What is very different is that no one thought it natural for everyone to stay in school until eighteen and therefore adjust the curriculum accordingly.

Posted by: Peter B at November 27, 2004 1:24 PM

Wrong, Peter. Since this is such a hotbed of demographics, you might consider who was taking entrance exams in England or America or Canada in the 1890s.

I like to personalize things, so my example is Warren Harding, who grew up in the prosperous farming and market town of Marion, Ohio, population 10,000 in 1890, the year Harding graduated from Marion High School.

One of 10 graduates.

How many high school graduates per 10,000 do you suppose we have today?

Posted by: Harry Eagar at November 27, 2004 1:46 PM


And those ten graduates were eleven years old?

Posted by: Peter B at November 27, 2004 1:53 PM


Only a narrow sliver of British society would have even been eligible to sit for that exam. The wealthy permanent aristocracy had governesses and special schools for their children preparing them for these exams. The general run of students never received much more than enough to read and write on the most rudimentary level.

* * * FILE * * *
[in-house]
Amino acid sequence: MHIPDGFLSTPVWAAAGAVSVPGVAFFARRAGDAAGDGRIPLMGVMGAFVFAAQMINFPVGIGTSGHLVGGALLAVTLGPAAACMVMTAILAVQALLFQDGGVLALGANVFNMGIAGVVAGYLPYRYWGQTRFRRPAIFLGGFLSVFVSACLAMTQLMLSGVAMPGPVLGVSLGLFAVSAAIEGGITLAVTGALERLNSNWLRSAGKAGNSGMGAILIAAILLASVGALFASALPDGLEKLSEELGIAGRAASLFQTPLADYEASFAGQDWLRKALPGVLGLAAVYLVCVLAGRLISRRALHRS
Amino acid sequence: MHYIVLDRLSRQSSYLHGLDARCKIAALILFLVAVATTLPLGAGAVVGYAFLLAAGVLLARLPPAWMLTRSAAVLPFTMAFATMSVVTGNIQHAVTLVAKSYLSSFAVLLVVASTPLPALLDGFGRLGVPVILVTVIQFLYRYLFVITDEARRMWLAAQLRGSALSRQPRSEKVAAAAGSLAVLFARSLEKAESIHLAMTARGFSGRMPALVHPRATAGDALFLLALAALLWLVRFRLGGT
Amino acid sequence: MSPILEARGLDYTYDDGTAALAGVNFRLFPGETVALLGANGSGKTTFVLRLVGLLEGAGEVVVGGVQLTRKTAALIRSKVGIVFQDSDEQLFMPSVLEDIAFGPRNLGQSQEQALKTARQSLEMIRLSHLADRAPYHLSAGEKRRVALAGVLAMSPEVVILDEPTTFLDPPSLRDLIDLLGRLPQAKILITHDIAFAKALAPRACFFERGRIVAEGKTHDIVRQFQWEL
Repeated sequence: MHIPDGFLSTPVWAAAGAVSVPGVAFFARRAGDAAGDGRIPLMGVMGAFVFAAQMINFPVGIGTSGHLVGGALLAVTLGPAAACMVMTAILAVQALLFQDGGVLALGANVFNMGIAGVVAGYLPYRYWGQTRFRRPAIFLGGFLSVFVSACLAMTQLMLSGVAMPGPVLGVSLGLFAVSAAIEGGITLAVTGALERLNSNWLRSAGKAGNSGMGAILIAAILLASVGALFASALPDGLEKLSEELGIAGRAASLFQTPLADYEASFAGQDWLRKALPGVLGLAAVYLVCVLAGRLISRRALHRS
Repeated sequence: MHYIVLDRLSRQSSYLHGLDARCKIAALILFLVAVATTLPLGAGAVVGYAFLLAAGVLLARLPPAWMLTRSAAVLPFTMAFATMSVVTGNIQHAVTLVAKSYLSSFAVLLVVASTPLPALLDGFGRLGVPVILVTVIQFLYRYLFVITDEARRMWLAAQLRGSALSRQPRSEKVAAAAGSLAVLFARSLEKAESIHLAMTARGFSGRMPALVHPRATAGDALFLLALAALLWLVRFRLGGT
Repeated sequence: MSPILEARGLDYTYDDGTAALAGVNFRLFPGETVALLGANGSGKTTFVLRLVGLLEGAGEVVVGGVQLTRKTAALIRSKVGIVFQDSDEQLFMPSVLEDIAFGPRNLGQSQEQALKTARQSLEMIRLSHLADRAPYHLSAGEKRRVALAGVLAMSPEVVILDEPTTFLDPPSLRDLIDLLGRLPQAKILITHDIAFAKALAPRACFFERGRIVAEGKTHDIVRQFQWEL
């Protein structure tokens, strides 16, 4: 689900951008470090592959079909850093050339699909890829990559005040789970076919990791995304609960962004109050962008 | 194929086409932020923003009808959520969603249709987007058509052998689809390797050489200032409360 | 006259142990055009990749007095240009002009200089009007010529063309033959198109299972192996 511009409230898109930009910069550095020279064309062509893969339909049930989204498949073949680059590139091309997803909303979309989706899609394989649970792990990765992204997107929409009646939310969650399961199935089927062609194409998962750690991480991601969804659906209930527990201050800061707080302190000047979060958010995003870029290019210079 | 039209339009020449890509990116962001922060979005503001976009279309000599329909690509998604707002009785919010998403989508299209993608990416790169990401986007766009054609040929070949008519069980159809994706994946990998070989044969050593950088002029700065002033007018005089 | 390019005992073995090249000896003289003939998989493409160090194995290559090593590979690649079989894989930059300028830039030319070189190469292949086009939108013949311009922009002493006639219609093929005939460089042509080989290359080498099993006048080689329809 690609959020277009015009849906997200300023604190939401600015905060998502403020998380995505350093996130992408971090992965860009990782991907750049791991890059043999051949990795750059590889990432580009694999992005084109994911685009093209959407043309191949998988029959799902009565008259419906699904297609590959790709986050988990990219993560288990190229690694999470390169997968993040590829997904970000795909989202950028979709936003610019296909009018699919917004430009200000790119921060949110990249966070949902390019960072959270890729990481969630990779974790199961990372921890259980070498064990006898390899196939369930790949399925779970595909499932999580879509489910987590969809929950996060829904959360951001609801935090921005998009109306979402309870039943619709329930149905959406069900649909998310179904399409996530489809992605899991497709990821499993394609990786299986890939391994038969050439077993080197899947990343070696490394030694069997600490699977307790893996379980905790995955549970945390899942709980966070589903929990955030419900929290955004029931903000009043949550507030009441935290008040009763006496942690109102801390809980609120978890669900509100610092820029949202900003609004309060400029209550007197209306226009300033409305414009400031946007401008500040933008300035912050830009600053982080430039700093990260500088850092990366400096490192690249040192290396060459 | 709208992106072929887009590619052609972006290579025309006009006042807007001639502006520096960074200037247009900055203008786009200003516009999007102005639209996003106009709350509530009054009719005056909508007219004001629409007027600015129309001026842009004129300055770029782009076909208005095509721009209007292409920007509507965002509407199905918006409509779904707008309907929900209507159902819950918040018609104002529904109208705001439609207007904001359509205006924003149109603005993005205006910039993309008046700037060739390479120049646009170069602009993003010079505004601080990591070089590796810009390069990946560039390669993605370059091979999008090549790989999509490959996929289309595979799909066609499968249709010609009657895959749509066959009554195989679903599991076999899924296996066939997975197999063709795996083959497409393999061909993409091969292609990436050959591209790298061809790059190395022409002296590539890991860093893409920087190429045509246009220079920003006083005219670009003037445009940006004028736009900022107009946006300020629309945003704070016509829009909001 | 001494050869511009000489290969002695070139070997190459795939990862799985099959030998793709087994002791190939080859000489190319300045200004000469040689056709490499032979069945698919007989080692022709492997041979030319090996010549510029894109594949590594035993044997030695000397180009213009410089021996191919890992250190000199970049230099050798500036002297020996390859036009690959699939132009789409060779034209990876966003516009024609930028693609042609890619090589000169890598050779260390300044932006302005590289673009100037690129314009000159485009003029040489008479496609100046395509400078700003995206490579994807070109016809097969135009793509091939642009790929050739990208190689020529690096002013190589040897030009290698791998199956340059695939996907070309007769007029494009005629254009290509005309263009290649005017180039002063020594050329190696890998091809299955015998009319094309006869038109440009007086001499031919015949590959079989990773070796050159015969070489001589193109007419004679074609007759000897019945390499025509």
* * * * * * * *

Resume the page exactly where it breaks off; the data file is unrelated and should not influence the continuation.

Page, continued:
The American examinations were similarly of dubious value in measuring the education level of most people. Harry is correct as the vast majority of people had little schooling, compulsory education laws being a 20th century phenomenon. For example, when Huey Long attained the Louisiana governorship, over 25% of White Louisianans had never been inside a schoolhouse.

Posted by: Bart at November 27, 2004 2:11 PM


As usual, you exaggerate

Plus, as you both well know, the history of the 18th and 19th century is replete with tales of people being educated one way or another. Most of the upper and middle classes were educated.

Posted by: Peter B at November 27, 2004 2:17 PM

The middle and upper classes, as we would define them today, were a small percentage of their respective societies in the 19th century(at most 10%). About a quarter of the population in the US were involved in agriculture and at least as many were in factory or mining jobs requiring no education.

There has been public education in some locales for longer. And New York City had a fabulous system, in fact, in 1939, spending more than the 11 states of the Old Confederacy on education combined. But for most early Americans, education was an ad hoc affair, and not readily accessible to most people without significant sacrifice until after WWII.

Posted by: Bart at November 27, 2004 2:28 PM

"About a quarter of the population in the US were involved in agriculture"

Yes, and most of their kids went to school.

Posted by: Peter B at November 27, 2004 4:20 PM

For how long? And what happened when they were needed on the farm?